Neuroscientists awaken ghosts… hidden in our cortex
Ghosts only exist in our minds, and we know precisely where to look for them. Patients suffering from neurological or psychiatric conditions have often reported a strange “feeling of a presence”. EPFL researchers have now succeeded in recreating this illusion in the laboratory.
On June 29, 1970, mountaineer Reinhold Messner is about to live an unusual experience. Recounting his descent down the virgin summit of Nanga Parbat with his brother, freezing, exhausted and oxygen-starved in the vast barren landscape, he says: “Suddenly there was a third climber with us, (...) a little to my right, a few steps behind me, just outside my field of vision.” It was invisible, but there. Stories like this have been reported countless times by mountaineers, explorers and survivors, as well as by people who have been widowed, but also by patients suffering from neurological or psychiatric disorders. They commonly describe a presence that is felt but unseen, akin to a guardian angel or a demon, inexplicable, illusory and persistant.
Olaf Blanke’s research team at EPFL has now unveiled the ghost. They were able to recreate the illusion of a presence in the laboratory, and provided a simple explanation. They showed that the “feeling of a presence” actually results from an alteration of “sensorimotor” brain signals, which are involved in generating self-awareness by integrating information from our movements and our body’s position in space. In their experiment, Blanke’s team interfered with the sensorimotor input of participants in such a way that their brains no longer identified such signals as belonging to their own body, but instead interpreted them as those of someone else. The work is published in Current Biology.
Generating a “ghost”
The researchers first analyzed the brains of 12 patients with neurological disorders – mostly epilepsy – who have experienced this kind of “apparition.” MRI analysis of the patients’s brains revealed interference with three cortical regions: the insular cortex, parietal-frontal cortex, and the temporo-parietal cortex. These three areas are involved in self-awareness, movement and the sense of position in space (proprioception). Together, they contribute to multisensory signal processing, which is important for the perception of one’s own body.
The scientists carried out a “dissonance” experiment. Blindfolded participants performed movements with their hand in front of their body. Behind them, a robotic device reproduces their movements, touching them on the back in real time. The result is a kind of spatial discrepancy, but because of the synchronized movement of the robot, the participant’s brain is able to adapt and correct for it.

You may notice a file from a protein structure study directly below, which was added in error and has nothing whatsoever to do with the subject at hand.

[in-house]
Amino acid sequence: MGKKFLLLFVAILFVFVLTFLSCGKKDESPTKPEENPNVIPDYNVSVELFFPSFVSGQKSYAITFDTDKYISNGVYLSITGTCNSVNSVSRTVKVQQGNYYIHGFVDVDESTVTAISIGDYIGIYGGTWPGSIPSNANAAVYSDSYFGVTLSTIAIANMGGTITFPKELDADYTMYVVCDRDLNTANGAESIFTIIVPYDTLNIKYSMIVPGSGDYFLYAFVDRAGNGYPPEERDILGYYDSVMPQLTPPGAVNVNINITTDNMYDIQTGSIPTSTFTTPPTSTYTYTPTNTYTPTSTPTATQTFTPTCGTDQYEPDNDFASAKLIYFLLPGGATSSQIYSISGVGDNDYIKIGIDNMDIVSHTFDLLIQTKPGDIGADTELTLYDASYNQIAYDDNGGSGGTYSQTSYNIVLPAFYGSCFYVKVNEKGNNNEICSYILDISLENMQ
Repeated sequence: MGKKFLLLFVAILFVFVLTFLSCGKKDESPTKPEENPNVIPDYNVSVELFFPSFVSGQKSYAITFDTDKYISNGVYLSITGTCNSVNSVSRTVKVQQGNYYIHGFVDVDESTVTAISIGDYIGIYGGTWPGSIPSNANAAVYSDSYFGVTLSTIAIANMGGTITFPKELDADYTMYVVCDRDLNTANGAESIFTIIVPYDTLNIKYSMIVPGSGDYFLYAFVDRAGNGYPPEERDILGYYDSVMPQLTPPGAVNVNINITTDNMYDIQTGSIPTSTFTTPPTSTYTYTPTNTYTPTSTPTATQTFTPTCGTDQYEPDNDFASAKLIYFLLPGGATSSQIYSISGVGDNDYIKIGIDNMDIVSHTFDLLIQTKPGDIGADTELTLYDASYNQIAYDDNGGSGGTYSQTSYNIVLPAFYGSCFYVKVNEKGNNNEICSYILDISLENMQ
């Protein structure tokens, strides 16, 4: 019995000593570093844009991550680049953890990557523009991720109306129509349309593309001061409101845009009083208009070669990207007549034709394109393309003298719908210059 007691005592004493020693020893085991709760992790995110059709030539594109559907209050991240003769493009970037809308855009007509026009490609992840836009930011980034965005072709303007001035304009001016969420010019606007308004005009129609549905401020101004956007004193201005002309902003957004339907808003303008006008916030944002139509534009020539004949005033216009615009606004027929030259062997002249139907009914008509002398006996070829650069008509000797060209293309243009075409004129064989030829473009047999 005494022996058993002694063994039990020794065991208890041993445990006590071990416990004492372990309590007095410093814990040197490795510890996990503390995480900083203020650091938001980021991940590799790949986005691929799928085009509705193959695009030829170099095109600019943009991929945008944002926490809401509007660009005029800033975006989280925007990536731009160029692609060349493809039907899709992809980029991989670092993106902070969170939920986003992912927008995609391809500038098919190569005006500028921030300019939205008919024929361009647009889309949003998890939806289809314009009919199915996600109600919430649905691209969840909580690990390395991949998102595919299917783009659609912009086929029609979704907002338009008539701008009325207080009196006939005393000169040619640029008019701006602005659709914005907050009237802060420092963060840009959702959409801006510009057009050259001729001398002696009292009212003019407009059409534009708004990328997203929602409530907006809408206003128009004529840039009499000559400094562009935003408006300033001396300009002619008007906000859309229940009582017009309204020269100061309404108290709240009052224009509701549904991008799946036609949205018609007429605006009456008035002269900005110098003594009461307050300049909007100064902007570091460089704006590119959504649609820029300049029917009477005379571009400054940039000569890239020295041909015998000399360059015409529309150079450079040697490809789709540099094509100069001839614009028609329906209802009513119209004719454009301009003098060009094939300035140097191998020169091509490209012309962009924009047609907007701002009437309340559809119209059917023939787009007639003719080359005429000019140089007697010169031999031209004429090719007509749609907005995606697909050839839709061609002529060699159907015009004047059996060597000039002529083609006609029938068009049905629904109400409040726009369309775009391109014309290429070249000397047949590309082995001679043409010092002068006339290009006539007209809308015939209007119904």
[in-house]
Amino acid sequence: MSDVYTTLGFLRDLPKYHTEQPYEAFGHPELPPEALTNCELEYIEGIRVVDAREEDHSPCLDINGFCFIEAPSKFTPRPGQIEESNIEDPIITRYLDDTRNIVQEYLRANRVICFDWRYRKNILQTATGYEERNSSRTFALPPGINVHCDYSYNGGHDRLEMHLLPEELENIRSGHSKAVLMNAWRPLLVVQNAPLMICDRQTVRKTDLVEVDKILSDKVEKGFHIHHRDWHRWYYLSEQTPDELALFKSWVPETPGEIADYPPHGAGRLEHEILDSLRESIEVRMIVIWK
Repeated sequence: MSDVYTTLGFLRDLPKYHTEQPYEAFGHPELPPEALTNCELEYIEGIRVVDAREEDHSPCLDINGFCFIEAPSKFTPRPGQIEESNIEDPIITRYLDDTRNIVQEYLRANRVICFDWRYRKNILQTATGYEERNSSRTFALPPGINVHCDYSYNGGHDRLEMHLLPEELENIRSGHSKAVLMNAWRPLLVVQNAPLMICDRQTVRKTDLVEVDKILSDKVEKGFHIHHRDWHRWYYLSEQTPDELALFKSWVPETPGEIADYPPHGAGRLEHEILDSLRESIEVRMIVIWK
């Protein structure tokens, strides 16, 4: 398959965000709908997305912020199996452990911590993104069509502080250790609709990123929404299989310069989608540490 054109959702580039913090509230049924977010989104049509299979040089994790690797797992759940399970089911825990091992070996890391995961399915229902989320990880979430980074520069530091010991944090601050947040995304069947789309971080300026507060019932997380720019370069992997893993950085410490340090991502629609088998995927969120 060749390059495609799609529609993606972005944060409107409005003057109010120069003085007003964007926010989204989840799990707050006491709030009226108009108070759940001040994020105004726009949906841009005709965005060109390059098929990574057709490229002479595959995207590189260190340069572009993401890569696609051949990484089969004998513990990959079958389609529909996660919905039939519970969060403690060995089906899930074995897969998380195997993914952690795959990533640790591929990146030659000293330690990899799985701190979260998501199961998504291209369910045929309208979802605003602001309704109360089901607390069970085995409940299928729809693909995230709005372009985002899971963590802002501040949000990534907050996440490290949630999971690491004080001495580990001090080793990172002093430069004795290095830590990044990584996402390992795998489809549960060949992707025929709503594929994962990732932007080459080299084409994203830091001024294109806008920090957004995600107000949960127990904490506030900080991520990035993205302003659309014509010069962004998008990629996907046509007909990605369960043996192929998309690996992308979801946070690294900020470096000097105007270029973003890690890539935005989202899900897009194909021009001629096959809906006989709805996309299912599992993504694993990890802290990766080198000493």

Next, the neuroscientists introduced a temporal delay between the participant’s movement and the robot’s touch. Under these asynchronous conditions, distorting temporal and spatial perception, the researchers were able to recreate the ghost illusion.
An “unbearable” experience
The participants were unaware of the experiment’s purpose. After about 3 minutes of the delayed touching, the researchers asked them what they felt. Instinctively, several subjects reported a strong “feeling of a presence”, even counting up to four “ghosts” where none existed. “For some, the feeling was even so strong that they asked to stop the experiment,” said Giulio Rognini, who led the study.
“Our experiment induced the sensation of a foreign presence in the laboratory for the first time. It shows that it can arise under normal conditions, simply through conflicting sensory-motor signals,” explained Blanke. “The robotic system mimics the sensations of some patients with mental disorders or of healthy individuals under extreme circumstances. This confirms that it is caused by an altered perception of their own bodies in the brain.”
A deeper understanding of schizophrenia
In addition to explaining a phenomenon that is common to many cultures, the aim of this research is to better understand some of the symptoms of patients suffering from schizophrenia. Such patients often suffer from hallucinations or delusions associated with the presence of an alien entity whose voice they may hear or whose actions they may feel. Many scientists attribute these perceptions to a malfunction of brain circuits that integrate sensory information in relation to our body’s movements.
“Our brain possesses several representations of our body in space,” added Giulio Rognini. “Under normal conditions, it is able to assemble a unified self-perception of the self from these representations. But when the system malfunctions because of disease – or, in this case, a robot – this can sometimes create a second representation of one’s own body, which is no longer perceived as ‘me’ but as someone else, a ‘presence’.”
It is unlikely that these findings will stop anyone from believing in ghosts. However, for scientists, they only exist in our minds.
Olaf Blanke is Director of the Center for Neuroprosthetics, Bertarelli Chair in Cognitive Neuroprosthetics at EPFL and Professor at the University Hospital of Geneva and University of Geneva. This research was conducted in close collaboration with Professor Hannes Bleuler of the Laboratory of Robotic Systems at EPFL, and supported by the National Center for Competence in Research – Synapsy.